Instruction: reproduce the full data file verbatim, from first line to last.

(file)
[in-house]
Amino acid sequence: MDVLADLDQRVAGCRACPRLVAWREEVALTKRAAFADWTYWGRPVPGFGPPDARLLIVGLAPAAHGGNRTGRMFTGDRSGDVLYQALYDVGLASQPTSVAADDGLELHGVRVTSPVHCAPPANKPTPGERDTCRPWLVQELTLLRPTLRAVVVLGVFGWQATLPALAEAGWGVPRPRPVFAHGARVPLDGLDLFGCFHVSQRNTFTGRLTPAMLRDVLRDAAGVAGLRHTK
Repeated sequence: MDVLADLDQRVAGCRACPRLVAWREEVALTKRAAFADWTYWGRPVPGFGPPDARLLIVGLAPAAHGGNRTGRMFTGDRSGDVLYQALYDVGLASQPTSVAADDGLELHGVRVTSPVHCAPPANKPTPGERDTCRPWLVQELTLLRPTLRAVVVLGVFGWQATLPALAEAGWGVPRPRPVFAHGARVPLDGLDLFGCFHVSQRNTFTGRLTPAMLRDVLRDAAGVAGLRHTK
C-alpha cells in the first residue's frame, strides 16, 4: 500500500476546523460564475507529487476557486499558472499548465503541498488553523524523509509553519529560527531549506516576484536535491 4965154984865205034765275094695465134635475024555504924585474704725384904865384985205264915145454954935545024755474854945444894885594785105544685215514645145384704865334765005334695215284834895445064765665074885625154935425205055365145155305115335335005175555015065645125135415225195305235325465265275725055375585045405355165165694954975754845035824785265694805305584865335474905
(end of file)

[in-house]
Amino acid sequence: MDVLADLDQRVAGCRACPRLVAWREEVALTKRAAFADWTYWGRPVPGFGPPDARLLIVGLAPAAHGGNRTGRMFTGDRSGDVLYQALYDVGLASQPTSVAADDGLELHGVRVTSPVHCAPPANKPTPGERDTCRPWLVQELTLLRPTLRAVVVLGVFGWQATLPALAEAGWGVPRPRPVFAHGARVPLDGLDLFGCFHVSQRNTFTGRLTPAMLRDVLRDAAGVAGLRHTK
Repeated sequence: MDVLADLDQRVAGCRACPRLVAWREEVALTKRAAFADWTYWGRPVPGFGPPDARLLIVGLAPAAHGGNRTGRMFTGDRSGDVLYQALYDVGLASQPTSVAADDGLELHGVRVTSPVHCAPPANKPTPGERDTCRPWLVQELTLLRPTLRAVVVLGVFGWQATLPALAEAGWGVPRPRPVFAHGARVPLDGLDLFGCFHVSQRNTFTGRLTPAMLRDVLRDAAGVAGLRHTK
C-alpha cells in the first residue's frame, strides 16, 4: 500500500476546523460564475507529487476557486499558472499548465503541498488553523524523509509553519529560527531549506516576484536535491 4965154984865205034765275094695465134635475024555504924585474704725384904865384985205264915145454954935545024755474854945444894885594785105544685215514645145384704865334765005334695215284834895445064765665074885625154935425205055365145155305115335335005175555015065645125135415225195305235325465265275725055375585045405355165165694954975754845035824785265694805305584865335474905